By Hrach Melkumian and Ruzanna Khachatrian
None of Iraq’s estimated 15,000 ethnic Armenian citizens is known to have fled the country since the start of the U.S.-led military campaign against President Saddam Hussein’s regime, officials in Yerevan said on Thursday.
The U.S. embassy, meanwhile, officially denied local press reports that Washington would like to use Armenia’s airspace and airfields for its ongoing war against Iraq.
“According to our information, Armenians in Iraq have not sustained any casualties and are not facing serious food shortages yet,” Armenia’s charge d’affaires to Baghdad, Vazgen Khanjian, told RFE/RL. “So the situation is not yet alarming.”
“But people there remain very concerned because bombs keep falling on their cities,” he added.
Khanjian and another Armenian diplomat remaining in Baghdad were told to leave the Iraqi capital on March 19, the day before U.S. and British unleashed their assault. He said the Armenian Foreign Ministry remains in contact with leaders of Iraq’s Armenian community who regularly update it on the latest war developments.
Official Yerevan has expressed concern about the safety of the Iraqi Armenians and made preparations for their possible influx into Armenia. At least 10,000 ethnic Armenians live in Baghdad and some 2,500 others in the country’s north, including the city of Mosul. Some 1,000 Armenians are thought to reside in the southern city of Basra currently besieged by British troops.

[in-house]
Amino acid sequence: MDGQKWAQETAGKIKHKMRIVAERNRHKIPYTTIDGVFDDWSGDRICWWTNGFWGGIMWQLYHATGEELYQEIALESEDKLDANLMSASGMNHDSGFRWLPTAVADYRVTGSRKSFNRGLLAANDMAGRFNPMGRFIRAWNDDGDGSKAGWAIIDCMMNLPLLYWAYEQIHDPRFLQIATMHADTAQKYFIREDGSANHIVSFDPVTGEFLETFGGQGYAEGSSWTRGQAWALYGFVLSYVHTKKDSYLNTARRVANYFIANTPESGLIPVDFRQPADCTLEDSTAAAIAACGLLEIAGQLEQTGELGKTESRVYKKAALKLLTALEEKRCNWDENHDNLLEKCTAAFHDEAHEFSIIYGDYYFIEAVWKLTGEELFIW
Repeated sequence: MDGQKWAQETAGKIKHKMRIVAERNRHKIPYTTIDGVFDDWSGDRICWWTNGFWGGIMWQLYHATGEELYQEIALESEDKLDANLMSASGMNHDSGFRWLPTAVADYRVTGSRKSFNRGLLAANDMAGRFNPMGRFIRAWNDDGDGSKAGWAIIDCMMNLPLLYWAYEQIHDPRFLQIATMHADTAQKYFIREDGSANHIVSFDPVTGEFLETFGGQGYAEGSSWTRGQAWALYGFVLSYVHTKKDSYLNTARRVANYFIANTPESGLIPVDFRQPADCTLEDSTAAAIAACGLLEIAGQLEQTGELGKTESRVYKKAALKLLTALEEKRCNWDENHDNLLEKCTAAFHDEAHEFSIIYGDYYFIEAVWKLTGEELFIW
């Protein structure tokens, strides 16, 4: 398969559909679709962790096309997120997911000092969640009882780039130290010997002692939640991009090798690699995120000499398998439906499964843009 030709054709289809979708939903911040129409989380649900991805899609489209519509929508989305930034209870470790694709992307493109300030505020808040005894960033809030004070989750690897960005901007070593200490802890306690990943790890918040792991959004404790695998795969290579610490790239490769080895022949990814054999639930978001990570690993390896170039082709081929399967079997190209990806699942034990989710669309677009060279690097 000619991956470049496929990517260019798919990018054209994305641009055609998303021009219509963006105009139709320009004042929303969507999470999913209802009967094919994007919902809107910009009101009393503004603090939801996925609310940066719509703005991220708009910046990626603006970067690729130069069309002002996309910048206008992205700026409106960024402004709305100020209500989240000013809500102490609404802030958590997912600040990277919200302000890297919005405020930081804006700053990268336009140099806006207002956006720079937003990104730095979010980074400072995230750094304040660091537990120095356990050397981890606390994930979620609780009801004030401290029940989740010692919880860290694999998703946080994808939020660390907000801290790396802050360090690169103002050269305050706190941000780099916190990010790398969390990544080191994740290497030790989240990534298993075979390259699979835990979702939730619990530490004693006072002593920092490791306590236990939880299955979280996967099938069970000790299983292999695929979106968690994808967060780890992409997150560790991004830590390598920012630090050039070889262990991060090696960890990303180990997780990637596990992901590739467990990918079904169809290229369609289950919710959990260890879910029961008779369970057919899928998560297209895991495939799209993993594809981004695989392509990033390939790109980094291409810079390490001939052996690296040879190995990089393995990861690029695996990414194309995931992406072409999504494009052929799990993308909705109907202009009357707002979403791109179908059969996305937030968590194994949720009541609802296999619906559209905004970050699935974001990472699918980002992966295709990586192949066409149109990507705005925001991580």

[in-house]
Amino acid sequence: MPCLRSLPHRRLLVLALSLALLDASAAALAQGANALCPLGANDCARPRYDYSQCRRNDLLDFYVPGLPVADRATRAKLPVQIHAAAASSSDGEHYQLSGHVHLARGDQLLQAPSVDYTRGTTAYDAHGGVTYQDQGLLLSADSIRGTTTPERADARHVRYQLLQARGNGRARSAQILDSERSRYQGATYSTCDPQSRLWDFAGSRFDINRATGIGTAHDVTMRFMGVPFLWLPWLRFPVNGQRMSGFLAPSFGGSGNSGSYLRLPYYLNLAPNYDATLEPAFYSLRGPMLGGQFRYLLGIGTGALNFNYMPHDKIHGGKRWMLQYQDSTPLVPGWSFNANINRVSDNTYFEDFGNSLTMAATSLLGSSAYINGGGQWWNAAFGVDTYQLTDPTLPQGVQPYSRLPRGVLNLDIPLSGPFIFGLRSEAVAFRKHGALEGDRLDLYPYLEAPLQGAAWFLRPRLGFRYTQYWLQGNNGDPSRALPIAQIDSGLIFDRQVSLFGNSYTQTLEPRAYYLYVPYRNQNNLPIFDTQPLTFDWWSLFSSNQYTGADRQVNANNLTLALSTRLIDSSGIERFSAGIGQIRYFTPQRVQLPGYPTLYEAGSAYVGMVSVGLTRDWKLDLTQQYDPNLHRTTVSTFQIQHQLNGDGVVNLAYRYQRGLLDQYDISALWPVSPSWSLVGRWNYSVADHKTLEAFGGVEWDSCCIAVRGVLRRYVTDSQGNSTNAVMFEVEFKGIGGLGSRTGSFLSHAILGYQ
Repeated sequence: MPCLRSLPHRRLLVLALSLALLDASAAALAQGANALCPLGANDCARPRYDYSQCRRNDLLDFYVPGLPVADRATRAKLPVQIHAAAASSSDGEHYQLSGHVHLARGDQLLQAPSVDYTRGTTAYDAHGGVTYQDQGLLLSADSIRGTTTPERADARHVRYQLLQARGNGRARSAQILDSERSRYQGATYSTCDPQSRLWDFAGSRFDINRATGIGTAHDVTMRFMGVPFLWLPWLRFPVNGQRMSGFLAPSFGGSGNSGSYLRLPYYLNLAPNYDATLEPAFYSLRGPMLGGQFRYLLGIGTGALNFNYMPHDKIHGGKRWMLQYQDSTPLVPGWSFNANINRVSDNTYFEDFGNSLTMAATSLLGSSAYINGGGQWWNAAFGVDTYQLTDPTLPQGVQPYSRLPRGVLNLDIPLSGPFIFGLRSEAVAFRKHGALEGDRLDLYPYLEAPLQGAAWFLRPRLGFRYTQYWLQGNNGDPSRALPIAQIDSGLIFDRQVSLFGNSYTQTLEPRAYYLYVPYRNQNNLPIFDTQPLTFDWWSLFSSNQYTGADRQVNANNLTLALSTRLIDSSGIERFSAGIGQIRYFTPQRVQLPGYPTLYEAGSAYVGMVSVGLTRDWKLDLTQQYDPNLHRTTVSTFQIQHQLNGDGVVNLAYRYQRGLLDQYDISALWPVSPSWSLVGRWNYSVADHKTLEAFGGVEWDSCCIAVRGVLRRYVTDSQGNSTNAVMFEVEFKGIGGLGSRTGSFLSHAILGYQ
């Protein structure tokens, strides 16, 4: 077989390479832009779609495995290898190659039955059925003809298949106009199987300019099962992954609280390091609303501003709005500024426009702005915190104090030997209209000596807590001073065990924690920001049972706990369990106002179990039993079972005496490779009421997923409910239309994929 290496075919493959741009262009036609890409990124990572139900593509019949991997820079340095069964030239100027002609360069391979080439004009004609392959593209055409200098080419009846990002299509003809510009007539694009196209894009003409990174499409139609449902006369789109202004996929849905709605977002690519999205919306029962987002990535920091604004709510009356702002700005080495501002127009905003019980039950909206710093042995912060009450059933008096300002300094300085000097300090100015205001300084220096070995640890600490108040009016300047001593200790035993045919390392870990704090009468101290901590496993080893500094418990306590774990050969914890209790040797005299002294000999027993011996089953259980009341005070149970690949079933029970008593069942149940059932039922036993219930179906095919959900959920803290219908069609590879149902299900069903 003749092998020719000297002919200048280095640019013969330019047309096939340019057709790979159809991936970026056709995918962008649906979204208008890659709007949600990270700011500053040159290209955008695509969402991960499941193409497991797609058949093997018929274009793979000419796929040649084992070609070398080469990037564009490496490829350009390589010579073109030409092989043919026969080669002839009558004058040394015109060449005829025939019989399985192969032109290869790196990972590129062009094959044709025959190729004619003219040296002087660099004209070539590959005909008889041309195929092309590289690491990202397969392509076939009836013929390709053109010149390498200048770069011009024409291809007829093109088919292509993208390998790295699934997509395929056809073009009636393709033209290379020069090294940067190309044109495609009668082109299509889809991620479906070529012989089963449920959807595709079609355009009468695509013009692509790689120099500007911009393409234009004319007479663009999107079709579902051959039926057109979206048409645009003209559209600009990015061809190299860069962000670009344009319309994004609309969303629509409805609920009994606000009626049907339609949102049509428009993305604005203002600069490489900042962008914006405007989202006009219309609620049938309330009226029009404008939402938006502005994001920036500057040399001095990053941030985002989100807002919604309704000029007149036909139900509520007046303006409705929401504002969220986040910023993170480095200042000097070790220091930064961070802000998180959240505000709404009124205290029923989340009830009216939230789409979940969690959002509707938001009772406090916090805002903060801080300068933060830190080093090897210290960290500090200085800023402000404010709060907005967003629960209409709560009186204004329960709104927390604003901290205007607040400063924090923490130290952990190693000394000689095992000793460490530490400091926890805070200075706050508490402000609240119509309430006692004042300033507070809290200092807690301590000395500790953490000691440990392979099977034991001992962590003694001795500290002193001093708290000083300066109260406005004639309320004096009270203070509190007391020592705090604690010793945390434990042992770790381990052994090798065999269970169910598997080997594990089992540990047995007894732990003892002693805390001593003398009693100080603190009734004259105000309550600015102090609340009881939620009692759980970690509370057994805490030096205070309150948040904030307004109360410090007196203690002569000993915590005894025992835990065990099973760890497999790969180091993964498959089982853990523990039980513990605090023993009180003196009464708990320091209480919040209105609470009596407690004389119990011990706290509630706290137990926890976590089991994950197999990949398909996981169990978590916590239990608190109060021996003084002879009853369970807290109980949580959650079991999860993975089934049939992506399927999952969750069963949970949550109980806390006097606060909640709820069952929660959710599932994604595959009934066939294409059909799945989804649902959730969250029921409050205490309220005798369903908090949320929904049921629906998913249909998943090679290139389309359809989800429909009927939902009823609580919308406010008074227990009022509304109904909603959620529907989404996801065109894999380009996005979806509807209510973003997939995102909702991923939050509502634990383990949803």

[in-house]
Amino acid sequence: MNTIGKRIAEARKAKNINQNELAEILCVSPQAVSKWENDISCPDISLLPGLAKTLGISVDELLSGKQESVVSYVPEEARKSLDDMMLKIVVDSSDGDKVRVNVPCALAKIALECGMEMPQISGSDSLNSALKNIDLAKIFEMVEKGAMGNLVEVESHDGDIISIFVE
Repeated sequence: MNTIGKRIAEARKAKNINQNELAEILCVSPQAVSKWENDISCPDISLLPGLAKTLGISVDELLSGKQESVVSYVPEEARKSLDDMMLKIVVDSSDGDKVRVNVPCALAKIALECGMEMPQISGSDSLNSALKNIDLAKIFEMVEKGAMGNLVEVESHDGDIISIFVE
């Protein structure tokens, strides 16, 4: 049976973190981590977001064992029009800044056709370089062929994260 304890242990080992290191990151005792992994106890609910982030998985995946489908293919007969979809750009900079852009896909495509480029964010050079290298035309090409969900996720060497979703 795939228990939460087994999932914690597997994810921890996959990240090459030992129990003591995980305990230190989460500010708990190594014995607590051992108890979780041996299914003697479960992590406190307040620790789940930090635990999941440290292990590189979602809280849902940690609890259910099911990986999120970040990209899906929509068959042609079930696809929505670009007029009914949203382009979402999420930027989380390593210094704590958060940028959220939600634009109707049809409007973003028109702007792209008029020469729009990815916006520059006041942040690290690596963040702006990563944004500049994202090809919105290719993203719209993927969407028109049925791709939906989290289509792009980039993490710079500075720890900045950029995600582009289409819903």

While opposing a U.S. attack on Iraq without a United Nations approval, the Armenian leadership has stopped short of explicitly criticizing the military action.
“I personally believe that Saddam Hussein’s regime must be toppled,” said Hovannes Hovannisian, chairman of the Armenian’s parliament foreign affairs committee. “But the Iraqi people should not suffer in the process.”
Only one major Armenian group, the Communist Party (HKK), has so far openly denounced America’s war effort. Some 50 HKK activists carrying anti-American slogans protested outside the U.S. embassy in Yerevan on Thursday. “We demand that the United States immediately end its aggression and leave Iraq,” said Sanatruk Sahakian, an HKK leader.
The government denied this week press reports that the U.S. has asked it allow U.S. military aircraft to use some of Armenia’s airfields for Iraq missions. The U.S. embassy in Yerevan issued a similar denial on Thursday.
“We appreciate Armenia's support in the war on terrorism; however, the Armenian press reports stating that the U.S. is opening a military base in Armenia are not correct,” the embassy said in a statement sent to RFE/RL.
The statement did not specify whether or not the U.S. military would like to use Armenia’s airspace. The Foreign Ministry spokeswoman, Dziunik Aghajanian, said Yerevan, which granted the U.S. air force overflight rights during its 2001-2002 campaign in Afghanistan, has received no such requests from the Americans.
Authorities in neighboring Georgia said earlier this week that they are in talks with U.S. officials over such a possibility.
(EPA-Photolur photo: Smoke billows during a US strike on a presidential palace in Baghdad.)